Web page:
Here we see the complete backwards thinking of the theist.  In reality, the universe is not fine tuned for us, we are fine tuned for the universe.  We exist the way that we exist because of the way the universe is.  The puddle conforms to the shape of the hole, not the other way around.  Had the universe not supported the existence of life, no life would be here and no one would be wondering at the fine tuning argument.  Christians, and indeed most theists, are entirely convinced that they are special.  They’re just wrong.

10.Biological complexity
Whilst it is widely recognised that random gene mutation, genetic drift and natural selection can account for a degree of biological descent with modification (evolution) the mechanisms by which proteins, DNA, unicellular organisms and new body plans could have arisen remain unexplained. Blind chance and necessity alone are unable to account for the biological complexity that we observe on planet earth and these phenomena point to intelligent design.

Oh look, scientific ignorance at work!  I’m sure Saunders has no clue about what biological evolution actually says and as creationism and it’s bastard step-child intelligent design have lost in every single scientific forum on the planet, to continue to claim that it’s anything more than a laughable relic of an absurd belief is pretty funny on it’s own.

11.The rationality of the universe 
The universe operates according to physical laws which are not merely regularities in nature but also mathematically precise, universal, ‘tied together’ and rationally intelligible. These phenomena point to the existence of what Einstein called ‘superior mind’, illimitable superior spirit’, ‘superior reasoning force’ and ‘mysterious force that moves the constellations’ and are fully consistent with the teachings of Christian theism.

News flash for you Peter, Einstein didn’t believe in a personal god, or any god at all.  Like many scientists, he used the word “god” to refer to his awe and wonder about the universe, not to refer to some imaginary friend in the sky.

“I received your letter of June 10th. I have never talked to a Jesuit priest in my life and I am astonished by the audacity to tell such lies about me. From the viewpoint of a Jesuit priest I am, of course, and have always been an atheist.”

– Albert Einstein, letter to Guy H. Raner Jr, July 2, 1945, responding to a rumor that a Jesuit priest had caused Einstein to convert from atheism.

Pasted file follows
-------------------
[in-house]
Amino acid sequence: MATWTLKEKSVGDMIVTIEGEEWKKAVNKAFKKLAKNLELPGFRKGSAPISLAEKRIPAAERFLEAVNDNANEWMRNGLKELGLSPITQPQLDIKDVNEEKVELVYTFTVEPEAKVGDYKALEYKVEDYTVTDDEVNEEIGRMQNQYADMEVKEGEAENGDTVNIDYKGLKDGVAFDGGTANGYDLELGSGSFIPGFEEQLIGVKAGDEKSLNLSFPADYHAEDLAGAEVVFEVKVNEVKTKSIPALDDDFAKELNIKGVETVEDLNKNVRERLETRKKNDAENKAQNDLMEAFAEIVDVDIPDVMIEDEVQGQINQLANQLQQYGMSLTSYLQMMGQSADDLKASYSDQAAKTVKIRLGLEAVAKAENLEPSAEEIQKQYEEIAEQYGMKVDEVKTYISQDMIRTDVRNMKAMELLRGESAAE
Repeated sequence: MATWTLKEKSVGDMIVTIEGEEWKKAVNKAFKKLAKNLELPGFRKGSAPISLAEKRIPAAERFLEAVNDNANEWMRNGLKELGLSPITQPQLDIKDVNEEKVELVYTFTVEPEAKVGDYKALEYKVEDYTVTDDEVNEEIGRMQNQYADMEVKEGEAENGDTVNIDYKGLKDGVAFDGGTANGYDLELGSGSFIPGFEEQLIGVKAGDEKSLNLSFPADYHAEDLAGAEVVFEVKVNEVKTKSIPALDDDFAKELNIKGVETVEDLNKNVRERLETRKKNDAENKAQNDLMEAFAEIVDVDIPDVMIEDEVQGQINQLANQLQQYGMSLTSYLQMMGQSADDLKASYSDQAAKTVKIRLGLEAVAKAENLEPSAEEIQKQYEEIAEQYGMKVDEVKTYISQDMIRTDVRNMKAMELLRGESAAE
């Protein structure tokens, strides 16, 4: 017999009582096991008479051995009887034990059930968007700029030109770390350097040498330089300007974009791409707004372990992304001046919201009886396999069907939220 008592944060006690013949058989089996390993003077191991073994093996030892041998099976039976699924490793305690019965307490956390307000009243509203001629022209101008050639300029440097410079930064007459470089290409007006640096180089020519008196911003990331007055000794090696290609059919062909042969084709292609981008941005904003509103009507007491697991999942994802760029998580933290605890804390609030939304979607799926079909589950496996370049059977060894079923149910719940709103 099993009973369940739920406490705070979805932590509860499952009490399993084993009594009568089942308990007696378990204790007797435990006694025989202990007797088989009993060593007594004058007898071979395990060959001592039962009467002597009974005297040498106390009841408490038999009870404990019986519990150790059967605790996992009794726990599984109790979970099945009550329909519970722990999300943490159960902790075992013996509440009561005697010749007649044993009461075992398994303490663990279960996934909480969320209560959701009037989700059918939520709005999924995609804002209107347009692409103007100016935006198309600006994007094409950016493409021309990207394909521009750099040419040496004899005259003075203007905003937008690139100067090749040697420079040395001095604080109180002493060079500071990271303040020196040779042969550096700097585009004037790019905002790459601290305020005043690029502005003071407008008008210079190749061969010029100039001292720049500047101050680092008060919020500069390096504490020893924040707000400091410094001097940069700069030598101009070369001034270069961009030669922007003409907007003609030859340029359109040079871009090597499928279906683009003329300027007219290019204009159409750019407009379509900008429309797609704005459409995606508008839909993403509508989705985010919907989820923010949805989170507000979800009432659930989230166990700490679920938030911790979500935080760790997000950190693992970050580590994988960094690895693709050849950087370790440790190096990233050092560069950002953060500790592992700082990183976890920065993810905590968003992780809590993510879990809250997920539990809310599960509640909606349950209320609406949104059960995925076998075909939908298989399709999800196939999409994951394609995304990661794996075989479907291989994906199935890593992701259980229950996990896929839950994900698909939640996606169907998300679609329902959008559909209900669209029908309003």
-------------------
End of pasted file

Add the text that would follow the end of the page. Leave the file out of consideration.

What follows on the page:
12.The human mind 
Human experience of free will, consciousness, self-awareness, conscience and a sense of meaning, purpose and destiny are all very difficult to explain within a purely materialist world view (ie. the belief that nothing exists apart from matter, chance and time). These phenomena point to, and are consistent with, a reality existing beyond the material world and are consistent with the biblical teaching that human beings are made in the image of God.

They’re not that difficult to explain at all and even if they were, that doesn’t lend credence to the  existence of a magical man in the sky.  This is an example, one among many, of the fallacy of false dichotomy, where the apologist argues that because the opposition cannot prove their  case to his satisfaction, therefore, his position is true by default.  No, sorry, your position is only true if you can provide evidence that it is actually true.  Since this is not the case, Saunders claims are faulty.  No surprise there.

13.The explanatory power of the Christian world view
The Christian theistic world view described by the parameters of creation, fall, redemption and consummation has considerable explanatory power in accounting for the existence of human complexity, creativity, love, suffering, disease, evil and hope.

Clearly, Saunders doesn’t understand what “explanatory power” means.  In science, it means the ability to make predictions about things that ought to be found to be true via experimentation and observation.  Where has Christianity ever made a prediction that can be verified in such a manner?  Anyone?  Bueller?  Bueller?

14.The universality of spiritual belief and experience 
The universal belief in, and experience of, a spiritual reality beyond the material world and in the existence of other intelligent beings in addition to human beings (gods, spirits, angels, demons, ghosts etc), along with the proliferation of different religions, is consistent with the Christian world view including the existence of a Devil whose intention is to deceive people into believing anything but the truth.

Obviously there is no universality of spiritual belief and experience or there would be no atheists.  Only a very tiny percentage of people report to have had any kind of spiritual experience and of those, none can be demonstrated to be actually spiritual.  Many people have experiences they cannot explain and they assert, without evidence, that those experiences are spiritual, but they can never demonstrate it, nor have they tried to find other explanations.  Saunders, once again, is laughably wrong.

15.The moral law
The universality of moral beliefs and conscience, and the similarities of moral codes across times, continents and cultures, point to the existence of moral laws and a supernatural law giver. The moral laws outline in the Decalogue (ten commandments) encapasulate these principles of respect for life, marriage, property and truth and their observance leads to more stable and enduring societies. These observations are consistent with the existence of a moral God who has designed human society to operate according to moral norms and who reveals moral principles.

There are no universal moral beliefs, as I’ve demonstrated before and making such a claim only proves that apologists don’t bother to think about these things before they spout them.  I find it funny that Saunders only looks at the Ten Commandments as a means to support the respect for life and doesn’t look at the multiple slaughters that God has either performed personally or ordered the Israelites to perform in his name.  He ignores that God commands slavery and details how it is to be  done.  God respects property rights?  Since when?   The Israelites were ordered to slaughter the people living in the “promised land” so they could steal it.  God is about the most immoral monster I can imagine.